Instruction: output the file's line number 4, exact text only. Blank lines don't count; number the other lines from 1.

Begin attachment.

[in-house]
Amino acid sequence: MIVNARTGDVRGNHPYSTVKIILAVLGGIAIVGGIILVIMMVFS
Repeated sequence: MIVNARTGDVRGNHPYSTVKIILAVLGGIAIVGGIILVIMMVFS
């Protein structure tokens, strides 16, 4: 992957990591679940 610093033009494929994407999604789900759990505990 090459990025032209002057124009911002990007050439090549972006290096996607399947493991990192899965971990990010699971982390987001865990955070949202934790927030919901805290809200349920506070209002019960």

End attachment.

């Protein structure tokens, strides 16, 4: 992957990591679940 610093033009494929994407999604789900759990505990 090459990025032209002057124009911002990007050439090549972006290096996607399947493991990192899965971990990010699971982390987001865990955070949202934790927030919901805290809200349920506070209002019960």